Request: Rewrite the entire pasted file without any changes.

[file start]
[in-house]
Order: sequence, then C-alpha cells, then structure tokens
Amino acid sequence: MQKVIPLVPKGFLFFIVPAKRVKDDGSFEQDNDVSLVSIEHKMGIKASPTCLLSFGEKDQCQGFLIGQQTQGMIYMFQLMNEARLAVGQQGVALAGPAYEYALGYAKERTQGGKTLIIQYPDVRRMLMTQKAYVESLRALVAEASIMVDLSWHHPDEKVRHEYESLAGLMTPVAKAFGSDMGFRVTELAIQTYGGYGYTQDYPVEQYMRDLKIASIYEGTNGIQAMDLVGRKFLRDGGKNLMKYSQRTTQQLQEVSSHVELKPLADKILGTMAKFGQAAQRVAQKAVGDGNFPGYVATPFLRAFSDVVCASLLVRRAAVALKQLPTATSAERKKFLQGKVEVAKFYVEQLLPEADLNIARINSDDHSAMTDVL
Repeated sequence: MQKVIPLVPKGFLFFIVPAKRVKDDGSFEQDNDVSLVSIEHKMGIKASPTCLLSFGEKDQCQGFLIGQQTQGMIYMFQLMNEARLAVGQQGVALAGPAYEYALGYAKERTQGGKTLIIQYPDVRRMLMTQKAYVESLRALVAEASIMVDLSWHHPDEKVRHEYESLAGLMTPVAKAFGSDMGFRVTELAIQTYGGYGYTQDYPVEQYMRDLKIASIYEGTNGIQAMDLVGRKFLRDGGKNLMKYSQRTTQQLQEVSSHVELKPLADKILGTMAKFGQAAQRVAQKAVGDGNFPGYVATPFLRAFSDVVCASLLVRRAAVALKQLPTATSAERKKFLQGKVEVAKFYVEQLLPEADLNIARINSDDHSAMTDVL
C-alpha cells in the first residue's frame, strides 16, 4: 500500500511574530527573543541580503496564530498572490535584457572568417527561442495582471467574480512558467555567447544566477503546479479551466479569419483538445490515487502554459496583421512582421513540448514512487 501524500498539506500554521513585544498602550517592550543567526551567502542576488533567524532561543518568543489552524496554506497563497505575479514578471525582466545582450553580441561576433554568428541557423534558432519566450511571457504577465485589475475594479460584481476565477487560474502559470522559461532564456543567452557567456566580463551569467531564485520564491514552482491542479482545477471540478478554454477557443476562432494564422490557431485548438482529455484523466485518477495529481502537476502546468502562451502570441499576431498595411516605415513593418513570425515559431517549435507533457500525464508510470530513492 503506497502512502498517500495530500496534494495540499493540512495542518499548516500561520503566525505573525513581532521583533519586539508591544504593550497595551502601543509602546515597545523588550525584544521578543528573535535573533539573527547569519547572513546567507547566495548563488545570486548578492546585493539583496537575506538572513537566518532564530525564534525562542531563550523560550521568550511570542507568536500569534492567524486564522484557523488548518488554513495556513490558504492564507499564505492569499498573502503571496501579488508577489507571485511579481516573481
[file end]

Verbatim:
[in-house]
Order: sequence, then C-alpha cells, then structure tokens
Amino acid sequence: MQKVIPLVPKGFLFFIVPAKRVKDDGSFEQDNDVSLVSIEHKMGIKASPTCLLSFGEKDQCQGFLIGQQTQGMIYMFQLMNEARLAVGQQGVALAGPAYEYALGYAKERTQGGKTLIIQYPDVRRMLMTQKAYVESLRALVAEASIMVDLSWHHPDEKVRHEYESLAGLMTPVAKAFGSDMGFRVTELAIQTYGGYGYTQDYPVEQYMRDLKIASIYEGTNGIQAMDLVGRKFLRDGGKNLMKYSQRTTQQLQEVSSHVELKPLADKILGTMAKFGQAAQRVAQKAVGDGNFPGYVATPFLRAFSDVVCASLLVRRAAVALKQLPTATSAERKKFLQGKVEVAKFYVEQLLPEADLNIARINSDDHSAMTDVL
Repeated sequence: MQKVIPLVPKGFLFFIVPAKRVKDDGSFEQDNDVSLVSIEHKMGIKASPTCLLSFGEKDQCQGFLIGQQTQGMIYMFQLMNEARLAVGQQGVALAGPAYEYALGYAKERTQGGKTLIIQYPDVRRMLMTQKAYVESLRALVAEASIMVDLSWHHPDEKVRHEYESLAGLMTPVAKAFGSDMGFRVTELAIQTYGGYGYTQDYPVEQYMRDLKIASIYEGTNGIQAMDLVGRKFLRDGGKNLMKYSQRTTQQLQEVSSHVELKPLADKILGTMAKFGQAAQRVAQKAVGDGNFPGYVATPFLRAFSDVVCASLLVRRAAVALKQLPTATSAERKKFLQGKVEVAKFYVEQLLPEADLNIARINSDDHSAMTDVL
C-alpha cells in the first residue's frame, strides 16, 4: 500500500511574530527573543541580503496564530498572490535584457572568417527561442495582471467574480512558467555567447544566477503546479479551466479569419483538445490515487502554459496583421512582421513540448514512487 501524500498539506500554521513585544498602550517592550543567526551567502542576488533567524532561543518568543489552524496554506497563497505575479514578471525582466545582450553580441561576433554568428541557423534558432519566450511571457504577465485589475475594479460584481476565477487560474502559470522559461532564456543567452557567456566580463551569467531564485520564491514552482491542479482545477471540478478554454477557443476562432494564422490557431485548438482529455484523466485518477495529481502537476502546468502562451502570441499576431498595411516605415513593418513570425515559431517549435507533457500525464508510470530513492 503506497502512502498517500495530500496534494495540499493540512495542518499548516500561520503566525505573525513581532521583533519586539508591544504593550497595551502601543509602546515597545523588550525584544521578543528573535535573533539573527547569519547572513546567507547566495548563488545570486548578492546585493539583496537575506538572513537566518532564530525564534525562542531563550523560550521568550511570542507568536500569534492567524486564522484557523488548518488554513495556513490558504492564507499564505492569499498573502503571496501579488508577489507571485511579481516573481